you need. You offer your daughter, as security for the loan; he accepts the collateral! That is the exact situation, isn't it?"
"I suppose it is about that, although you put it rather brutally," he replied.
"Brutally!" she laughed. "Why, dad, is not that the way to put it? Horses and cattle are bought and sold at auction, knocked down to the highest bidder, or purchased at a private sale. The stocks and bonds and securities in which you deal are handled in precisely the same way. And now, when you are in an extremity, when your back is to the wall, a man whom I had always supposed to be at least a gentleman calmly makes a bid for your daughter, and you, my father, are willing to sell! Is not brutality the fitting word for you both? It seems so to me."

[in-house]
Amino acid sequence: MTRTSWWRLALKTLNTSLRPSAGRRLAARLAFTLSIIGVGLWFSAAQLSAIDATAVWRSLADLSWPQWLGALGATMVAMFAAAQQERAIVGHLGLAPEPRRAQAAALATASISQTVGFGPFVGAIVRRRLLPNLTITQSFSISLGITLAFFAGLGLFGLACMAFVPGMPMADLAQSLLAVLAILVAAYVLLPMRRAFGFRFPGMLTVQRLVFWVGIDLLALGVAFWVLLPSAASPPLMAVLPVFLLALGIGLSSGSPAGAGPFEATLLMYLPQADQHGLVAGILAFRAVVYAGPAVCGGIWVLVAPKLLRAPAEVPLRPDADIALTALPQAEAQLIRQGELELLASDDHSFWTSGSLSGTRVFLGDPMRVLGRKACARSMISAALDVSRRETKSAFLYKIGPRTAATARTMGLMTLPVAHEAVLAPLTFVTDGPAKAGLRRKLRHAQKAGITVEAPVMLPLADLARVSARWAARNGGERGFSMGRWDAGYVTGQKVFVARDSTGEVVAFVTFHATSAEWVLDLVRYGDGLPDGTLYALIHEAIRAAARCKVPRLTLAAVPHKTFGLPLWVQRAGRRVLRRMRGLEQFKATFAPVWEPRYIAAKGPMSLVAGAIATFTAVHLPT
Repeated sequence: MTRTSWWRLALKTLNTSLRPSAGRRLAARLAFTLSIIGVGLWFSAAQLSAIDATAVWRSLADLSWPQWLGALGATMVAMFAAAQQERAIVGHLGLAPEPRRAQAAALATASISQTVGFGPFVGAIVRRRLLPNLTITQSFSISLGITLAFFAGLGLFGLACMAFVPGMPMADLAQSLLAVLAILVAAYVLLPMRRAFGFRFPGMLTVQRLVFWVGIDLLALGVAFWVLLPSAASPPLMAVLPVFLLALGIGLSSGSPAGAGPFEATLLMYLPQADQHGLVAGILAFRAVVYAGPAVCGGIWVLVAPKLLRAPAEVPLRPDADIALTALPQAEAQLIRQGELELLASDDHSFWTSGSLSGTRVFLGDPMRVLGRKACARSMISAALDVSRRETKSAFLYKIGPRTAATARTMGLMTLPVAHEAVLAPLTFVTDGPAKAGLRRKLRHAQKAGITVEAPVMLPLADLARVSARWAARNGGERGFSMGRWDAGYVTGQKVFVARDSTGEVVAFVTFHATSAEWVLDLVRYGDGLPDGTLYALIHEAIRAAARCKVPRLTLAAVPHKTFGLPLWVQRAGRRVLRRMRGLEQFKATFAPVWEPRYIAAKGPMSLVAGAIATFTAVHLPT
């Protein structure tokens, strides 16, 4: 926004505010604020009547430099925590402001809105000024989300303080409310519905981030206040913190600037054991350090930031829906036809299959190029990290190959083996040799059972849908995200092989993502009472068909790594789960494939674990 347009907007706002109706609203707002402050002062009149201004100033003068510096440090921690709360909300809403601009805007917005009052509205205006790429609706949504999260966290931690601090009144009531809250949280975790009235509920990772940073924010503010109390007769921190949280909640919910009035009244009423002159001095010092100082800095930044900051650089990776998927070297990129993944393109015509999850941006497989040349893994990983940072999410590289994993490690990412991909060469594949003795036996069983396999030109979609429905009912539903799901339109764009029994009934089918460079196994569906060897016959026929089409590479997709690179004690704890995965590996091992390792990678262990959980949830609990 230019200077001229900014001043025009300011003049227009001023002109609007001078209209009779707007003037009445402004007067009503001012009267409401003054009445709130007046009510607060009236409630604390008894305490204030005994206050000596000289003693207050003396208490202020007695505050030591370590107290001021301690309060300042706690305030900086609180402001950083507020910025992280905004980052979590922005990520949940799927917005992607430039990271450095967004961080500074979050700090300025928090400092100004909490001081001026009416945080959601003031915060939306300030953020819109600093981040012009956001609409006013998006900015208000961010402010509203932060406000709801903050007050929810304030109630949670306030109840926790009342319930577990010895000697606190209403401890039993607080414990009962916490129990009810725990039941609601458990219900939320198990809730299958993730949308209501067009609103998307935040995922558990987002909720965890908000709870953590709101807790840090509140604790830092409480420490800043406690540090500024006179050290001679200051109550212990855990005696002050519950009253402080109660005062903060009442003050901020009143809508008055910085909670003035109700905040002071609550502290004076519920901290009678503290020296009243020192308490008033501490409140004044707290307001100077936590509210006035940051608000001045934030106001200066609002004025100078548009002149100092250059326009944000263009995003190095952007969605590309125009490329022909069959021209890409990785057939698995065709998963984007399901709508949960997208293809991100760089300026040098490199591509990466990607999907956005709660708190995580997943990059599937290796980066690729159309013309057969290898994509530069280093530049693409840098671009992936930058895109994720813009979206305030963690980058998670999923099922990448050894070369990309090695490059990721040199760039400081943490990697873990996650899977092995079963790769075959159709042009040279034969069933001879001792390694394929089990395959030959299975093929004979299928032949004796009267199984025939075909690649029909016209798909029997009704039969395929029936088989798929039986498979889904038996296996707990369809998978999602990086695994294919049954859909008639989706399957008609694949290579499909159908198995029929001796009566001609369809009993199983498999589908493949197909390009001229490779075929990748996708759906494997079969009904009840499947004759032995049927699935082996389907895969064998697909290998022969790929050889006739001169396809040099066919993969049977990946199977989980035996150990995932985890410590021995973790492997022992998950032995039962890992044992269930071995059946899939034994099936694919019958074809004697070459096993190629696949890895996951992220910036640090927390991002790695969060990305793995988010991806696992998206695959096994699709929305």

"Look here, Pat--"
"Stop, father; let me finish."
The old man shrugged his shoulders, and the daughter continued:
"It is a habit with people to say, 'If I were in your place I should' do so-and-so. I tell you, had I bee